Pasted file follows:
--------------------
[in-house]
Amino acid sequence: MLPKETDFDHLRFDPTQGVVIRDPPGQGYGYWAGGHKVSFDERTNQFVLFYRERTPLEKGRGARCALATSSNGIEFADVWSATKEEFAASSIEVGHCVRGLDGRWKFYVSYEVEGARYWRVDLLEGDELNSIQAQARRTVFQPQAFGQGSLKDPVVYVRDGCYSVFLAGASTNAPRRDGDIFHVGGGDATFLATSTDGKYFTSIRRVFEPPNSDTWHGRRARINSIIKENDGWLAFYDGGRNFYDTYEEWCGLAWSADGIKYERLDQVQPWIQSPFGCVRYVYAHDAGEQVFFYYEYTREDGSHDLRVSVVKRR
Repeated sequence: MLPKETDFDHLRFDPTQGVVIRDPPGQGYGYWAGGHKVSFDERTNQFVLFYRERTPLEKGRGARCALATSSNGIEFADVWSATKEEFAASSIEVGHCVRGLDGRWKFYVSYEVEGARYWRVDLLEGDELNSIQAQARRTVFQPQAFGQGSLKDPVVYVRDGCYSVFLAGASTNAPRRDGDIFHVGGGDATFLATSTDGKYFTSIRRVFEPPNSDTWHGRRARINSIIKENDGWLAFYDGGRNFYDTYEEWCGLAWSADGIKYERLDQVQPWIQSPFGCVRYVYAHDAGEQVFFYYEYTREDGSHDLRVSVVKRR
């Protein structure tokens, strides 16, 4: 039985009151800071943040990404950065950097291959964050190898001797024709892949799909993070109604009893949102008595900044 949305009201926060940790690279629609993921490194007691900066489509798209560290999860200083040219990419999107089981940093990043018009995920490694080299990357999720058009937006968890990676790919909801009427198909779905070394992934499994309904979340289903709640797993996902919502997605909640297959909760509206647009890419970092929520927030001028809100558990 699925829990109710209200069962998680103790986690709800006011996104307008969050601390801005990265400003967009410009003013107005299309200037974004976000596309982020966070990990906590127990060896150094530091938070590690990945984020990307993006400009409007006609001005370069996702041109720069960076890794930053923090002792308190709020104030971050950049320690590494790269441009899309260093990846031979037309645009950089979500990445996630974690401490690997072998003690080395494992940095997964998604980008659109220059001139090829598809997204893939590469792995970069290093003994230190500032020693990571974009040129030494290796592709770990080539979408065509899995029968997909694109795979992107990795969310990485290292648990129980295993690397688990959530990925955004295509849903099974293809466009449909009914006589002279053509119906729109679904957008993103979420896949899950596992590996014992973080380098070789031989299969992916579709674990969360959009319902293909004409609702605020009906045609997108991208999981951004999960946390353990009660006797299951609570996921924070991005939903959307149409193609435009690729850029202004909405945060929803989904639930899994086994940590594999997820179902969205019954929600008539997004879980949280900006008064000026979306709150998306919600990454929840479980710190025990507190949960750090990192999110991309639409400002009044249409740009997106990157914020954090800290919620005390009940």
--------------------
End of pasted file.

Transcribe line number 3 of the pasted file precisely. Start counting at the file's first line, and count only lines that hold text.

Repeated sequence: MLPKETDFDHLRFDPTQGVVIRDPPGQGYGYWAGGHKVSFDERTNQFVLFYRERTPLEKGRGARCALATSSNGIEFADVWSATKEEFAASSIEVGHCVRGLDGRWKFYVSYEVEGARYWRVDLLEGDELNSIQAQARRTVFQPQAFGQGSLKDPVVYVRDGCYSVFLAGASTNAPRRDGDIFHVGGGDATFLATSTDGKYFTSIRRVFEPPNSDTWHGRRARINSIIKENDGWLAFYDGGRNFYDTYEEWCGLAWSADGIKYERLDQVQPWIQSPFGCVRYVYAHDAGEQVFFYYEYTREDGSHDLRVSVVKRR